Reflexion on 2020 and 2021 perspective
There is no other alternative during this time of the year than to think about the near-term future and review what happened last year, particularly in financial markets.
We must consider 2020 events and their inertia within our analyses before jumping to predict anything about next year. The year 2020 is not and will never be regarded as a standard year on any scale. Besides 2020's human suffering due to health and financial crisis, a unique and fantastic money printing by Central banks, the international political struggles in trade between world's powers, and the unconventional USA political scenario, the world financial market thrive in the end.
All these factors overwhelmed our sense of normality of every living soul and investor. And there is the baffling and reasonable outperformance in financial markets that not many people expected, and the birth of apparently new "financial bubbles" (or not?) in several trendy sectors.
These elements fueled investors' fierce appetite for seeking quick riches and short-term trading gains on daily leveraged contracts. So average investors, consciously or not, have reset their expectations to very high levels, regardless of risks.
In the middle of this scenario, I redraw; what could happen next?. That it is a question worthy of several Ph.D. studies with no trivial answers. Let us remember that any financial prediction accuracy is terrible, as many economic studies have proved for decades.
Nonetheless, here comes a couple of broad strokes of what we could expect. Please, do not call me to verify them in the future; I will deny them! You should know they are not a recommendation of any sort, just my most recent thoughts that most likely will change over time!.
Then allow me to get more technical; sometimes, oversimplification leads to wrong conclusions. The financial market does not represent the countries real economies most of the time. Most companies with access to the financial market tend to be a small sample, a biased one, of those more productive, innovative, and influential enterprises within the economy.
Moreover, most of the countries' employment and business activity comes from a network of small and medium enterprises, usually more service-oriented in developed markets and more manufacturing based in developing countries. So as the lockdowns were imposed during 2020 to fight the virus spread, the big losers were these networks of small and medium companies, especially those business models requiring in-person interactions or gatherings for manufacturing activities.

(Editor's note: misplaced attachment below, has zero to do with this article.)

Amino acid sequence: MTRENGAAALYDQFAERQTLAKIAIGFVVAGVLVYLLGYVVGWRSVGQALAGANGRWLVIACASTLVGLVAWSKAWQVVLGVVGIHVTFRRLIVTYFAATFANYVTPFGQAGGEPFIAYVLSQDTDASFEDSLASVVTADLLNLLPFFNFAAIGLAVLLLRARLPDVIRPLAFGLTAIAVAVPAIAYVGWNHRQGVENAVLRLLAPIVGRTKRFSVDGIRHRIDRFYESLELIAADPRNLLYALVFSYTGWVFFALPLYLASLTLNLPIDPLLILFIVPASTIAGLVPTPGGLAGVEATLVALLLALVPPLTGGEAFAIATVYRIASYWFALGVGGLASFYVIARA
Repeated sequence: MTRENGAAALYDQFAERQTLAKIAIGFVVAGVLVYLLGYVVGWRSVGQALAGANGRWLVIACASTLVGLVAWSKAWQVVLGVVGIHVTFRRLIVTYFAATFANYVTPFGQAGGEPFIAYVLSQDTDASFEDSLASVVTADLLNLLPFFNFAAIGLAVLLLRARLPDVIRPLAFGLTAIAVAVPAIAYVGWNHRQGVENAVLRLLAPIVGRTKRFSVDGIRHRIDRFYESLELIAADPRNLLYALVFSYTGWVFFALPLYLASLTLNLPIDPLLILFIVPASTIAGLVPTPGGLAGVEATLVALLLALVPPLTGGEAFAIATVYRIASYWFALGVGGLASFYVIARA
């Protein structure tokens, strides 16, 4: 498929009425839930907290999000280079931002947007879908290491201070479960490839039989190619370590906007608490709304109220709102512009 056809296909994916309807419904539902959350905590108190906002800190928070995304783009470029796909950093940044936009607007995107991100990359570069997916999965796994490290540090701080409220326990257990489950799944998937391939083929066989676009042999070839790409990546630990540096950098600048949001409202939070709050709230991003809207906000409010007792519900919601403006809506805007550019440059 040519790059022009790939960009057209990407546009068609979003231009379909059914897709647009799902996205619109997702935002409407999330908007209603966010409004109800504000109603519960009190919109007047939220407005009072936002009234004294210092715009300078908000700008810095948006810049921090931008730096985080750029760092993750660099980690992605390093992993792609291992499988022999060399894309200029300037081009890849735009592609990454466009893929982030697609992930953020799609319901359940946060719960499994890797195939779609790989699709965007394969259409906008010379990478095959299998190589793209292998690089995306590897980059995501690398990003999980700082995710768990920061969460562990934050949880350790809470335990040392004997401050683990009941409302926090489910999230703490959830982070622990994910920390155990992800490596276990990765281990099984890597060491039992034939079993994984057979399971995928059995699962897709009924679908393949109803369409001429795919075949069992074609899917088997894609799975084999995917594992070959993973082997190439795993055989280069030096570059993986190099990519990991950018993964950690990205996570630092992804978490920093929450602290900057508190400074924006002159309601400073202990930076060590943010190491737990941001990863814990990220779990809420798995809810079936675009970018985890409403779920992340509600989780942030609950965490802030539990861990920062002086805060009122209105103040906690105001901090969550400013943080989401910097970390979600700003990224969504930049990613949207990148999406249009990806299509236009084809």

These in-person limitations lead to alternative business models, supported by new remote collaboration technologies and more automated processes (artificial intelligence) at an accelerated pace. So innovative companies flourish out of thin air while traditional ones collapsed within the service, real estate, and manufacturing sectors. But, will it be sustainable?
In any change, more productive business models can produce more with fewer resources, i.e., less labor. A typical capital vs. labor tradeoff, in these cases, software vs. people. How permanent will these changes be? How much market share will these innovators secure long term? It seems, so far, they are here to stay.
In the past, this tradeoff was gradual. Therefore it allowed a soft transition. People had more time adjusting to these past changes, retrain themselves, and find a different job. This time was abrupt, so it will take time to be assimilated. So how fast can the country's economic fiber reinvent itself to find new job opportunities for those displaced by the new trend? This could be the question to address in the next decade by politicians and academics.